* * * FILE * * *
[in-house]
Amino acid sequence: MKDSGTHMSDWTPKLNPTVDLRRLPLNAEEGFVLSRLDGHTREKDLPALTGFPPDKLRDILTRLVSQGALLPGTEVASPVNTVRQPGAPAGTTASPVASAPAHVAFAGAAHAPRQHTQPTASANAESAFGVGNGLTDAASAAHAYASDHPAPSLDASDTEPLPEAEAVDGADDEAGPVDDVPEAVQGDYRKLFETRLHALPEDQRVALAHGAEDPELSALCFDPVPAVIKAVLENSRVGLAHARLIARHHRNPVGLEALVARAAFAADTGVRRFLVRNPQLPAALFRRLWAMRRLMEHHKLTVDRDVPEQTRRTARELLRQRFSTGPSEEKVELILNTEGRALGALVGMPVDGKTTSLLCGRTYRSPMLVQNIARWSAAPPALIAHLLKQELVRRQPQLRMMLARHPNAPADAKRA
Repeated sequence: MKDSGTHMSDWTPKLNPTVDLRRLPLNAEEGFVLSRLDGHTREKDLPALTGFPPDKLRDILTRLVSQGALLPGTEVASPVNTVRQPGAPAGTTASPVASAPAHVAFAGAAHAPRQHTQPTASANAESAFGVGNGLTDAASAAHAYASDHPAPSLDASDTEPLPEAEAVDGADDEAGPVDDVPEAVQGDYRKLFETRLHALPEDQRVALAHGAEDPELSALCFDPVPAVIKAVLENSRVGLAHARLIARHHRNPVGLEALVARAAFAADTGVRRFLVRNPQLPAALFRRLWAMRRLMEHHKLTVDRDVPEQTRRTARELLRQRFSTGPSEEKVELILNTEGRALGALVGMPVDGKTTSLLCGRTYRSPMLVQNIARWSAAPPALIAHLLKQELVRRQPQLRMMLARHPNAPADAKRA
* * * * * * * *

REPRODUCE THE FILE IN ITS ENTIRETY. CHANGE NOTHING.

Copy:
[in-house]
Amino acid sequence: MKDSGTHMSDWTPKLNPTVDLRRLPLNAEEGFVLSRLDGHTREKDLPALTGFPPDKLRDILTRLVSQGALLPGTEVASPVNTVRQPGAPAGTTASPVASAPAHVAFAGAAHAPRQHTQPTASANAESAFGVGNGLTDAASAAHAYASDHPAPSLDASDTEPLPEAEAVDGADDEAGPVDDVPEAVQGDYRKLFETRLHALPEDQRVALAHGAEDPELSALCFDPVPAVIKAVLENSRVGLAHARLIARHHRNPVGLEALVARAAFAADTGVRRFLVRNPQLPAALFRRLWAMRRLMEHHKLTVDRDVPEQTRRTARELLRQRFSTGPSEEKVELILNTEGRALGALVGMPVDGKTTSLLCGRTYRSPMLVQNIARWSAAPPALIAHLLKQELVRRQPQLRMMLARHPNAPADAKRA
Repeated sequence: MKDSGTHMSDWTPKLNPTVDLRRLPLNAEEGFVLSRLDGHTREKDLPALTGFPPDKLRDILTRLVSQGALLPGTEVASPVNTVRQPGAPAGTTASPVASAPAHVAFAGAAHAPRQHTQPTASANAESAFGVGNGLTDAASAAHAYASDHPAPSLDASDTEPLPEAEAVDGADDEAGPVDDVPEAVQGDYRKLFETRLHALPEDQRVALAHGAEDPELSALCFDPVPAVIKAVLENSRVGLAHARLIARHHRNPVGLEALVARAAFAADTGVRRFLVRNPQLPAALFRRLWAMRRLMEHHKLTVDRDVPEQTRRTARELLRQRFSTGPSEEKVELILNTEGRALGALVGMPVDGKTTSLLCGRTYRSPMLVQNIARWSAAPPALIAHLLKQELVRRQPQLRMMLARHPNAPADAKRA